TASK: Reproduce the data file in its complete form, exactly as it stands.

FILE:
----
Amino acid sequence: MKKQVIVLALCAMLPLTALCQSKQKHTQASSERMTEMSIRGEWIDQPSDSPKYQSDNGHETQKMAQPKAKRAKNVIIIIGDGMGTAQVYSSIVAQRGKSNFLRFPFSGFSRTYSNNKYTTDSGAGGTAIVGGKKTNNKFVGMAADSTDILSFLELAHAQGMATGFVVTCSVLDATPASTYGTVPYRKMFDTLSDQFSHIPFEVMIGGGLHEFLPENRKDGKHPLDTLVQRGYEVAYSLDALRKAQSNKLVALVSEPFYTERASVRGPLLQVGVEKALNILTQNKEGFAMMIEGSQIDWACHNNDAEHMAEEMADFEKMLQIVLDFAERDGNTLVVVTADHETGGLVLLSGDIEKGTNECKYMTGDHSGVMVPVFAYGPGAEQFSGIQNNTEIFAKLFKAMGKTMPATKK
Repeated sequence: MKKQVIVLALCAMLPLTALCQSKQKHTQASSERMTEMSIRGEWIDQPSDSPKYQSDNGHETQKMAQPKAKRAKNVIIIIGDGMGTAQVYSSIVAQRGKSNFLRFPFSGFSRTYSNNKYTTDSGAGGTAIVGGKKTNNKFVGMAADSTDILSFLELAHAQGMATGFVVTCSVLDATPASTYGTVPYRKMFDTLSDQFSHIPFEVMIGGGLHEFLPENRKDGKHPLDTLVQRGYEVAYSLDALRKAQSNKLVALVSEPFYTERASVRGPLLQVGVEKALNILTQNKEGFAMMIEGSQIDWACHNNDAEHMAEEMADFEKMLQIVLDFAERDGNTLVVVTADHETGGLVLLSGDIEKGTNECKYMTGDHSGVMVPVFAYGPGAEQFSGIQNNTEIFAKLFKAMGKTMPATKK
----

Amino acid sequence: MKKQVIVLALCAMLPLTALCQSKQKHTQASSERMTEMSIRGEWIDQPSDSPKYQSDNGHETQKMAQPKAKRAKNVIIIIGDGMGTAQVYSSIVAQRGKSNFLRFPFSGFSRTYSNNKYTTDSGAGGTAIVGGKKTNNKFVGMAADSTDILSFLELAHAQGMATGFVVTCSVLDATPASTYGTVPYRKMFDTLSDQFSHIPFEVMIGGGLHEFLPENRKDGKHPLDTLVQRGYEVAYSLDALRKAQSNKLVALVSEPFYTERASVRGPLLQVGVEKALNILTQNKEGFAMMIEGSQIDWACHNNDAEHMAEEMADFEKMLQIVLDFAERDGNTLVVVTADHETGGLVLLSGDIEKGTNECKYMTGDHSGVMVPVFAYGPGAEQFSGIQNNTEIFAKLFKAMGKTMPATKK
Repeated sequence: MKKQVIVLALCAMLPLTALCQSKQKHTQASSERMTEMSIRGEWIDQPSDSPKYQSDNGHETQKMAQPKAKRAKNVIIIIGDGMGTAQVYSSIVAQRGKSNFLRFPFSGFSRTYSNNKYTTDSGAGGTAIVGGKKTNNKFVGMAADSTDILSFLELAHAQGMATGFVVTCSVLDATPASTYGTVPYRKMFDTLSDQFSHIPFEVMIGGGLHEFLPENRKDGKHPLDTLVQRGYEVAYSLDALRKAQSNKLVALVSEPFYTERASVRGPLLQVGVEKALNILTQNKEGFAMMIEGSQIDWACHNNDAEHMAEEMADFEKMLQIVLDFAERDGNTLVVVTADHETGGLVLLSGDIEKGTNECKYMTGDHSGVMVPVFAYGPGAEQFSGIQNNTEIFAKLFKAMGKTMPATKK